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Interview with photographer and feminist Karni Arieli on Eye Mama

Photographer and feminist Karni Arieli: “These mothers are tired of the way their story has been told in the media so far.”

On her Instagram channel “Eye Mama Project,” photographer Karni Arieli offers an unfiltered look into the realities of young mothers’ lives. Arieli on her feminist vision, Instagram’s rigorous censorship policy – and her criticism of Happy Family influencers. teNeues Books will publish Eye Mama in June 2023.


Ms. Arieli, how did you come up with the idea for the “Eye Mama Project”?

I usually make films. My partner and I co-direct animated films and produce music videos. But the lockdown brought me back to photography. Right at the beginning of the pandemic, I got very sick. I can’t say in hindsight if it was Corona because there was no way to test yourself back then, but my family and I were very scared. Whenever I am sick and want to recover, I reach out for my camera. It makes me feel like everything is going to be okay and that I can take control of my story again. So I picked up my camera and started documenting my daily life and my kids.


How did your quarantine hobby turn into an Instagram channel with 12,000 followers?

When I was on social media during the lockdown, I noticed that a lot of women were doing the same thing. When you’re stuck at home, as a freelance artist, you resort to whatever means are available to you. And I thought, this is exactly what I need right now. This is honest and true. Then I got the idea to collect all these portfolios of women and mothers. As a mother of two, I felt just enough strength to tackle this little project. It then took me a year to publish the first post on Instagram. That´s how it all started.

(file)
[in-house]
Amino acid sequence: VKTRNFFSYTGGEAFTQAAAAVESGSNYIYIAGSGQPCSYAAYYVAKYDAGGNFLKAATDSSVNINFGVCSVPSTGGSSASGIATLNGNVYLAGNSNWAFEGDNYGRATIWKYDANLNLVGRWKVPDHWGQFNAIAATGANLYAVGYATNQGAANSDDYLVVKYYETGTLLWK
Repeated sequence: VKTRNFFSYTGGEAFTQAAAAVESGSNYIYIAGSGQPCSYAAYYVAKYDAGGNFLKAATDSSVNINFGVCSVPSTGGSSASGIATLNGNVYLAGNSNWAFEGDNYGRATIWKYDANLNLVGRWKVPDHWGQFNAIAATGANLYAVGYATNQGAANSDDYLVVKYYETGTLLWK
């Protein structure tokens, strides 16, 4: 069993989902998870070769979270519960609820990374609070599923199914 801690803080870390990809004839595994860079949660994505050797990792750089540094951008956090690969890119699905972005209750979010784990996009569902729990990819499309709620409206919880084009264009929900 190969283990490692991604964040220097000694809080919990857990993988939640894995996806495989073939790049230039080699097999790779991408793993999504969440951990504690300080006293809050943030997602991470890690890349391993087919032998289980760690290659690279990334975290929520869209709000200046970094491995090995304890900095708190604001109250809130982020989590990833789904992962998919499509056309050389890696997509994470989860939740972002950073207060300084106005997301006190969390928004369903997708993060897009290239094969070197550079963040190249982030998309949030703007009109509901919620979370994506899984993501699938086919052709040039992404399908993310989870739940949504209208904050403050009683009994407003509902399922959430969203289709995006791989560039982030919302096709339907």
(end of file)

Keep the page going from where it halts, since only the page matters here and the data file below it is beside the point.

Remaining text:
You started the Eye Mama Project at the beginning of the lockdown. How has the pandemic changed the lives of moms?

I think the pandemic made everything more difficult. If you were struggling before, you struggled even more. However, for certain women who were struggling to maintain a healthy work-life balance before, it also made things easier. Some women told me what a relief it was for them to suddenly have their partners home and not having to rush to work. Actually, it’s incredible that we had to go through a life-threatening pandemic to realize what’s really important. Becoming a mother is the best, but also the hardest thing that has happened to me in my life. Every mother knows that it’s not easy and that you often fail. It’s a constant struggle, and that should finally be seen.


Why is it so important for women to tell their stories?

How come women are the supporting characters in the story of life? Why are we always the best friend? Why can’t we play the leading role? Why are we either sexy sweethearts or Mother Teresa? Why can’t we be superman? I think we need to empower women to share their story. It takes people in top positions, whether men or women, to make that happen. If no one takes the initiative, nothing will ever change. As a curator, I’m probably that in-between person, collecting all these things and trying to bridge the gap.


How are the images selected at “Eye Mama”?